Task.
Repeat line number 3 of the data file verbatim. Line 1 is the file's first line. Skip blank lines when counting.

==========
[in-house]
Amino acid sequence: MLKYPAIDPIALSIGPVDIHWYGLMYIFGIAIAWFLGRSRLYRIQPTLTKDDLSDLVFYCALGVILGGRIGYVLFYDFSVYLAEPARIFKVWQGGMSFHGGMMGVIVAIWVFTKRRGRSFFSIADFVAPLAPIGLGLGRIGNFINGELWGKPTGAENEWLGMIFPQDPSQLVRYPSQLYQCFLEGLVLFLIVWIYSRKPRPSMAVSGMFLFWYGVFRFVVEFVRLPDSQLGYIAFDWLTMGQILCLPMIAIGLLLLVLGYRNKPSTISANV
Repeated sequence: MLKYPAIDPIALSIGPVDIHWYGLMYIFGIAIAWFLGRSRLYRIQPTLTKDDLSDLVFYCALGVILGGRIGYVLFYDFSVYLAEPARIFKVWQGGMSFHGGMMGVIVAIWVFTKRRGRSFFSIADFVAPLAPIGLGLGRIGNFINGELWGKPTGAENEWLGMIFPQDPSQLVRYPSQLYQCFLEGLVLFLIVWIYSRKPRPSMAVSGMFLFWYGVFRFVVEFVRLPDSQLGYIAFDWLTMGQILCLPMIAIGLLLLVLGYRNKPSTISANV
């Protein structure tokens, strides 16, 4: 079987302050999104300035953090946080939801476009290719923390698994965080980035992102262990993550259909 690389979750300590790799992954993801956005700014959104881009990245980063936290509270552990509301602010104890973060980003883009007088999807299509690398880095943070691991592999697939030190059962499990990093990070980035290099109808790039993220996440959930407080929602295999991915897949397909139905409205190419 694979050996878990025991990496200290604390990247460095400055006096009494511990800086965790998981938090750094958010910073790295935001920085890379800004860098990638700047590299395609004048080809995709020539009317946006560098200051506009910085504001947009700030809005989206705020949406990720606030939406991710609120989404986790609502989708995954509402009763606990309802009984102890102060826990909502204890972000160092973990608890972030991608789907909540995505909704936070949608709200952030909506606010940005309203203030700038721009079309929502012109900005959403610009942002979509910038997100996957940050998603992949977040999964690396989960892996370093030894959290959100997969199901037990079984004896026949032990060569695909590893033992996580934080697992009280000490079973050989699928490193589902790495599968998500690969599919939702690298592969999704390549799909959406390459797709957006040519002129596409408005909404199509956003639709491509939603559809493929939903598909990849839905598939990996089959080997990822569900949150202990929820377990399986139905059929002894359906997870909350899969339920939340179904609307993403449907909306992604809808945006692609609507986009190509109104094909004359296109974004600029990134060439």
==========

Repeated sequence: MLKYPAIDPIALSIGPVDIHWYGLMYIFGIAIAWFLGRSRLYRIQPTLTKDDLSDLVFYCALGVILGGRIGYVLFYDFSVYLAEPARIFKVWQGGMSFHGGMMGVIVAIWVFTKRRGRSFFSIADFVAPLAPIGLGLGRIGNFINGELWGKPTGAENEWLGMIFPQDPSQLVRYPSQLYQCFLEGLVLFLIVWIYSRKPRPSMAVSGMFLFWYGVFRFVVEFVRLPDSQLGYIAFDWLTMGQILCLPMIAIGLLLLVLGYRNKPSTISANV